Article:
Kate’s dream boyfriend has just broken up with her and she’s still reeling from her diagnosis of type 1 diabetes.
Aidan planned on being a lifer in the army and went to Afghanistan straight out of high school. Now he’s a disabled young veteran struggling to embrace his new life.
When Kate and Aidan find each other neither one wants to get attached. But could they be right for each other after all?
Firstly thank you to Albert Whitman & Co for approving me for a copy of this title on NetGalley. This is the first book I’ve read by this author and I was drawn to it by the cover and the blurb.
The story is all about Kate and Aidan.
When I started this book I had to go back and remind myself of the blurb as this has been on my TBR for quite a while. The two characters have both experienced something which is going to change their lives for ever and the thrust of the story is focused mainly on how they go about coping with those changes.
The cover and the title didn’t really match up with the story completely. The title suggest summer time although I didn’t have any particular feeling that it was summer, for example school was still in session and there were no markedly summery days. As for the cover, I don’t even remember a trip to the beach so I don’t particularly think either of them reflected the story well.
Kate and Aidan take turns at telling the story. Kate is 17 and is really quite immature. She appears to be a clever girl but is almost ignoring anything and everything to do with the disease she’s been diagnosed with. It seems to me like the complete opposite reaction of the one that I could picture myself having.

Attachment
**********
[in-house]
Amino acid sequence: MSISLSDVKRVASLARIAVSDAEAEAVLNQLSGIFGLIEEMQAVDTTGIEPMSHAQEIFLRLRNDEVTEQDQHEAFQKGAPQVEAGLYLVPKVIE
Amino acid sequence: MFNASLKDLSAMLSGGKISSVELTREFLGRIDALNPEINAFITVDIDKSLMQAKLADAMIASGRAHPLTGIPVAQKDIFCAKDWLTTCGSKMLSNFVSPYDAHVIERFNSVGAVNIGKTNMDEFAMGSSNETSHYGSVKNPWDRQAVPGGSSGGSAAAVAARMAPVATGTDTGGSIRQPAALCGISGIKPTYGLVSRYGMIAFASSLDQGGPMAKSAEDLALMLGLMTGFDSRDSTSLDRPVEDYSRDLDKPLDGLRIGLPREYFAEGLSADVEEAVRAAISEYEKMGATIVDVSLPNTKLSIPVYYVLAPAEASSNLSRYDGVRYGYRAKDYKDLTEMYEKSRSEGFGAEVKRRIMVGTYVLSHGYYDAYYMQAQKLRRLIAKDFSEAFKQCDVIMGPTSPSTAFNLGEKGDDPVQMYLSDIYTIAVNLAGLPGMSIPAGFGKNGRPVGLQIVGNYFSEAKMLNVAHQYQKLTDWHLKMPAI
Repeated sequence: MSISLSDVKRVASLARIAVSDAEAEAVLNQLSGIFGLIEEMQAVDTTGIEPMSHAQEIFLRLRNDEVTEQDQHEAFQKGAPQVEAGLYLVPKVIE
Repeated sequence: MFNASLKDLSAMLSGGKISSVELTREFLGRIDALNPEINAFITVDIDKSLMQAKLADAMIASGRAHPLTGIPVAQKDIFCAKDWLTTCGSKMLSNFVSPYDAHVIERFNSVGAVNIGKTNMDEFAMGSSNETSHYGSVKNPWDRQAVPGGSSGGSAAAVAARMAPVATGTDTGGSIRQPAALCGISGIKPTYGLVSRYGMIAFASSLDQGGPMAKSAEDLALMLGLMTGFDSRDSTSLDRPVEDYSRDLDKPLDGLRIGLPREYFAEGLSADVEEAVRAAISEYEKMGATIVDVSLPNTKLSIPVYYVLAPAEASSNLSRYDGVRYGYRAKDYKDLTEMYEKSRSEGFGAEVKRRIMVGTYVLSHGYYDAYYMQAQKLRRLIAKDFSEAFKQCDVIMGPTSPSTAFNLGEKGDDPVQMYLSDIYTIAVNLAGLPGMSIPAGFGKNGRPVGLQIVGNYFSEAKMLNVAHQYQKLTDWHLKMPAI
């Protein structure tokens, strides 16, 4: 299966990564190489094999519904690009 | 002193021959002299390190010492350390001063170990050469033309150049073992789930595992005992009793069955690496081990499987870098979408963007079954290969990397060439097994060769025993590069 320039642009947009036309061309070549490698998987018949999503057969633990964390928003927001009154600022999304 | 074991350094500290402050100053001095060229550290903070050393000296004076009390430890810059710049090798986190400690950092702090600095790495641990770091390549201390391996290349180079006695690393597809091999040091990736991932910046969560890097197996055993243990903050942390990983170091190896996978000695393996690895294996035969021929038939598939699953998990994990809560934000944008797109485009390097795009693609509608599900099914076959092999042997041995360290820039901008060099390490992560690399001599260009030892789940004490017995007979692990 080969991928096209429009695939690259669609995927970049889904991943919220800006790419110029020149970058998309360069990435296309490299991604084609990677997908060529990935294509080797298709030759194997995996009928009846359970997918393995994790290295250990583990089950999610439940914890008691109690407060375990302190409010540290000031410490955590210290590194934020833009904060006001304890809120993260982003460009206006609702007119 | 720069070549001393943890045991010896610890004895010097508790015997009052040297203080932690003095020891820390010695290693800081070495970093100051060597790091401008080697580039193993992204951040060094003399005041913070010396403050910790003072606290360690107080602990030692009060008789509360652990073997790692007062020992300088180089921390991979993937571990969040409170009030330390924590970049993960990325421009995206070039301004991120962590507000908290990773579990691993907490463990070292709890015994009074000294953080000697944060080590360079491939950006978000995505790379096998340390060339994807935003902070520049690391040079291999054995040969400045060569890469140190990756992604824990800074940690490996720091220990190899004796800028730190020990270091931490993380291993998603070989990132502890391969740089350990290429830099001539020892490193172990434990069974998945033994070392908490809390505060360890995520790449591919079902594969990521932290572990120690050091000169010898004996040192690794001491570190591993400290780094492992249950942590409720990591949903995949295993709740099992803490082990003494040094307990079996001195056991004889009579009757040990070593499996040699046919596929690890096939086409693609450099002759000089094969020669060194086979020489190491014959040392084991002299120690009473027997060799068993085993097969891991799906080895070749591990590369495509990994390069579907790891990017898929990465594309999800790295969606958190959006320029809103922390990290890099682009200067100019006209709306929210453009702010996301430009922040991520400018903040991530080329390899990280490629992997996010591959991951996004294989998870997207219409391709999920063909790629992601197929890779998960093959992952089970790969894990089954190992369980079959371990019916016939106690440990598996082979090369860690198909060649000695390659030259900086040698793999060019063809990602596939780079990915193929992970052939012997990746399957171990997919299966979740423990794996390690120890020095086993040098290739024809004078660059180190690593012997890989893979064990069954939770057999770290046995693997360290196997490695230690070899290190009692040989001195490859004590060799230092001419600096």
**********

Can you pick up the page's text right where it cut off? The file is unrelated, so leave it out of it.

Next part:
Aidan’s situation is a bit more on the extreme side than Kate and overall he is searching for something or someone to distract him from it so he can get his life back on track. The unlikely friendship is formed from the one similarity they share and the fact that Kate doesn’t seem to have any social etiquette or filter (due to her age) appears to be refreshing for Aidan in a way we can understand as it allows him to feel as though he isn’t so much on a pedestal. However, it makes Kate seem so much younger than him and almost childlike.
The relationship they have goes from friendship to something more and thus the story starts to teeter towards the YA/NA border. Overall the relationship between them started to feel a little forced and I felt like that was down to the age gap seeming more than it was.
The writing in the story conveys well what it could be like to be in Aidan’s situation and although it’s not as common as diabetes it is something that affects many lives. Aidan seems to be very young and having to go through this horrendous ordeal but that also reinforces the reality of it. The portrayal of Aidan’s character felt as though it honoured the real life versions of his situation.
There are things to like and dislike about this book but overall I wouldn’t go back to re-read it.